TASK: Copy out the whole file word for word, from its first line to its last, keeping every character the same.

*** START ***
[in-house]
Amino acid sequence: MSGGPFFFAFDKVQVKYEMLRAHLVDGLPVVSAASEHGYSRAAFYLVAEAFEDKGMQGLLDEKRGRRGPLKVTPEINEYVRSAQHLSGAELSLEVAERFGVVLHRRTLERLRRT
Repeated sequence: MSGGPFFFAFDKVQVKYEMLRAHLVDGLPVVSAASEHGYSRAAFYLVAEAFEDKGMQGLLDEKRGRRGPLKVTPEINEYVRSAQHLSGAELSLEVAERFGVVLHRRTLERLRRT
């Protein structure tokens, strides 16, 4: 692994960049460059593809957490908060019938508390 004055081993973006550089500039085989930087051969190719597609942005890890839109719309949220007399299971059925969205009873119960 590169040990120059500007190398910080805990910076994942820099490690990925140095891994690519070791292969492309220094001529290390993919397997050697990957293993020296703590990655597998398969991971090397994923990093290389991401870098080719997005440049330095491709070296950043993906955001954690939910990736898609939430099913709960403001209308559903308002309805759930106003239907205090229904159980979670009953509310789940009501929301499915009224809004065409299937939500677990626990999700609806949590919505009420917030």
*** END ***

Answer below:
[in-house]
Amino acid sequence: MSGGPFFFAFDKVQVKYEMLRAHLVDGLPVVSAASEHGYSRAAFYLVAEAFEDKGMQGLLDEKRGRRGPLKVTPEINEYVRSAQHLSGAELSLEVAERFGVVLHRRTLERLRRT
Repeated sequence: MSGGPFFFAFDKVQVKYEMLRAHLVDGLPVVSAASEHGYSRAAFYLVAEAFEDKGMQGLLDEKRGRRGPLKVTPEINEYVRSAQHLSGAELSLEVAERFGVVLHRRTLERLRRT
């Protein structure tokens, strides 16, 4: 692994960049460059593809957490908060019938508390 004055081993973006550089500039085989930087051969190719597609942005890890839109719309949220007399299971059925969205009873119960 590169040990120059500007190398910080805990910076994942820099490690990925140095891994690519070791292969492309220094001529290390993919397997050697990957293993020296703590990655597998398969991971090397994923990093290389991401870098080719997005440049330095491709070296950043993906955001954690939910990736898609939430099913709960403001209308559903308002309805759930106003239907205090229904159980979670009953509310789940009501929301499915009224809004065409299937939500677990626990999700609806949590919505009420917030």